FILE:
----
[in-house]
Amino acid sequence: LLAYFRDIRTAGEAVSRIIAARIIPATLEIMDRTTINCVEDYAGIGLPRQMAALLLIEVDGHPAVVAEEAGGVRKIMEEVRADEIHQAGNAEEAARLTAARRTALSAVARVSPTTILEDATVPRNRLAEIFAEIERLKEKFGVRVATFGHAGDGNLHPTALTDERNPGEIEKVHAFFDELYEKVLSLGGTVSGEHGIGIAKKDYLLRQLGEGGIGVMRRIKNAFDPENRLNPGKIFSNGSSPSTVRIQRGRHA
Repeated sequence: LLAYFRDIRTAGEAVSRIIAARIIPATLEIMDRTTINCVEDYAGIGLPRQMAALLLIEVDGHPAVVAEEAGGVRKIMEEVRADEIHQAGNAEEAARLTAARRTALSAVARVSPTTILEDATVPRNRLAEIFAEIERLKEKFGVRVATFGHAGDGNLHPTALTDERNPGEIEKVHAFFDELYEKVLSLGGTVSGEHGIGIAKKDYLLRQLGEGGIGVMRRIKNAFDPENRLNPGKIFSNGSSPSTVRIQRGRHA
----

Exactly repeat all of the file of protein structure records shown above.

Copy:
[in-house]
Amino acid sequence: LLAYFRDIRTAGEAVSRIIAARIIPATLEIMDRTTINCVEDYAGIGLPRQMAALLLIEVDGHPAVVAEEAGGVRKIMEEVRADEIHQAGNAEEAARLTAARRTALSAVARVSPTTILEDATVPRNRLAEIFAEIERLKEKFGVRVATFGHAGDGNLHPTALTDERNPGEIEKVHAFFDELYEKVLSLGGTVSGEHGIGIAKKDYLLRQLGEGGIGVMRRIKNAFDPENRLNPGKIFSNGSSPSTVRIQRGRHA
Repeated sequence: LLAYFRDIRTAGEAVSRIIAARIIPATLEIMDRTTINCVEDYAGIGLPRQMAALLLIEVDGHPAVVAEEAGGVRKIMEEVRADEIHQAGNAEEAARLTAARRTALSAVARVSPTTILEDATVPRNRLAEIFAEIERLKEKFGVRVATFGHAGDGNLHPTALTDERNPGEIEKVHAFFDELYEKVLSLGGTVSGEHGIGIAKKDYLLRQLGEGGIGVMRRIKNAFDPENRLNPGKIFSNGSSPSTVRIQRGRHA